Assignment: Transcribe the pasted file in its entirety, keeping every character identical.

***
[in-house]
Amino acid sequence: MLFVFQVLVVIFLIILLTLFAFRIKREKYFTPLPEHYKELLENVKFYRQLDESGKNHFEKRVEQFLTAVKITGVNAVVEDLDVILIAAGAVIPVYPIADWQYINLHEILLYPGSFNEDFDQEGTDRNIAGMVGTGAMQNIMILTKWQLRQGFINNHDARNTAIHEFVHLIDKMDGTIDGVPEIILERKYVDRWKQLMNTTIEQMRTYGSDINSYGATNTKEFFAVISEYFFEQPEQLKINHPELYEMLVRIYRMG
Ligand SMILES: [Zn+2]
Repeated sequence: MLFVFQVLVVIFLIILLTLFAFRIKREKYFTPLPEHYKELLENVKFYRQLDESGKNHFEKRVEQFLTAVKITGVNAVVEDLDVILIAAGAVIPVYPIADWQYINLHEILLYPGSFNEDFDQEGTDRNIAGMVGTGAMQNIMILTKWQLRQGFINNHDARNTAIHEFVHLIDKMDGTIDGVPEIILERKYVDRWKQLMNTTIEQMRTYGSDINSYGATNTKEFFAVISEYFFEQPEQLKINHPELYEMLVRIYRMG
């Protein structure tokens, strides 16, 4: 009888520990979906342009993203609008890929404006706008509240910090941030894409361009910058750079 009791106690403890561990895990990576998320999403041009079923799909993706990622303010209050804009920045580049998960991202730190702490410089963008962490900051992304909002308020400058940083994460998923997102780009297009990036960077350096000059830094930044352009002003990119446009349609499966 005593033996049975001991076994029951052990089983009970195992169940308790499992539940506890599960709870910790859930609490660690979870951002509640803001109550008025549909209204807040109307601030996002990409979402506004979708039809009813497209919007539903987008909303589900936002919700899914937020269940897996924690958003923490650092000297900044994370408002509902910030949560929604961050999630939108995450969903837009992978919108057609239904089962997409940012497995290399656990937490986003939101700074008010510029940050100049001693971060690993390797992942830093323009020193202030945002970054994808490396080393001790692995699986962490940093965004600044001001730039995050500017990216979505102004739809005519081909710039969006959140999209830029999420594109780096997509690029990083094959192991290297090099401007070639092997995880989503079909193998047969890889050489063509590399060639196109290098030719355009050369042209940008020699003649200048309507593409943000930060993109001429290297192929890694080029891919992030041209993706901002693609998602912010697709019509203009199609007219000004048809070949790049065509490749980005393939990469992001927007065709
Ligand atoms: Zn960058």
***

[in-house]
Amino acid sequence: MLFVFQVLVVIFLIILLTLFAFRIKREKYFTPLPEHYKELLENVKFYRQLDESGKNHFEKRVEQFLTAVKITGVNAVVEDLDVILIAAGAVIPVYPIADWQYINLHEILLYPGSFNEDFDQEGTDRNIAGMVGTGAMQNIMILTKWQLRQGFINNHDARNTAIHEFVHLIDKMDGTIDGVPEIILERKYVDRWKQLMNTTIEQMRTYGSDINSYGATNTKEFFAVISEYFFEQPEQLKINHPELYEMLVRIYRMG
Ligand SMILES: [Zn+2]
Repeated sequence: MLFVFQVLVVIFLIILLTLFAFRIKREKYFTPLPEHYKELLENVKFYRQLDESGKNHFEKRVEQFLTAVKITGVNAVVEDLDVILIAAGAVIPVYPIADWQYINLHEILLYPGSFNEDFDQEGTDRNIAGMVGTGAMQNIMILTKWQLRQGFINNHDARNTAIHEFVHLIDKMDGTIDGVPEIILERKYVDRWKQLMNTTIEQMRTYGSDINSYGATNTKEFFAVISEYFFEQPEQLKINHPELYEMLVRIYRMG
């Protein structure tokens, strides 16, 4: 009888520990979906342009993203609008890929404006706008509240910090941030894409361009910058750079 009791106690403890561990895990990576998320999403041009079923799909993706990622303010209050804009920045580049998960991202730190702490410089963008962490900051992304909002308020400058940083994460998923997102780009297009990036960077350096000059830094930044352009002003990119446009349609499966 005593033996049975001991076994029951052990089983009970195992169940308790499992539940506890599960709870910790859930609490660690979870951002509640803001109550008025549909209204807040109307601030996002990409979402506004979708039809009813497209919007539903987008909303589900936002919700899914937020269940897996924690958003923490650092000297900044994370408002509902910030949560929604961050999630939108995450969903837009992978919108057609239904089962997409940012497995290399656990937490986003939101700074008010510029940050100049001693971060690993390797992942830093323009020193202030945002970054994808490396080393001790692995699986962490940093965004600044001001730039995050500017990216979505102004739809005519081909710039969006959140999209830029999420594109780096997509690029990083094959192991290297090099401007070639092997995880989503079909193998047969890889050489063509590399060639196109290098030719355009050369042209940008020699003649200048309507593409943000930060993109001429290297192929890694080029891919992030041209993706901002693609998602912010697709019509203009199609007219000004048809070949790049065509490749980005393939990469992001927007065709
Ligand atoms: Zn960058």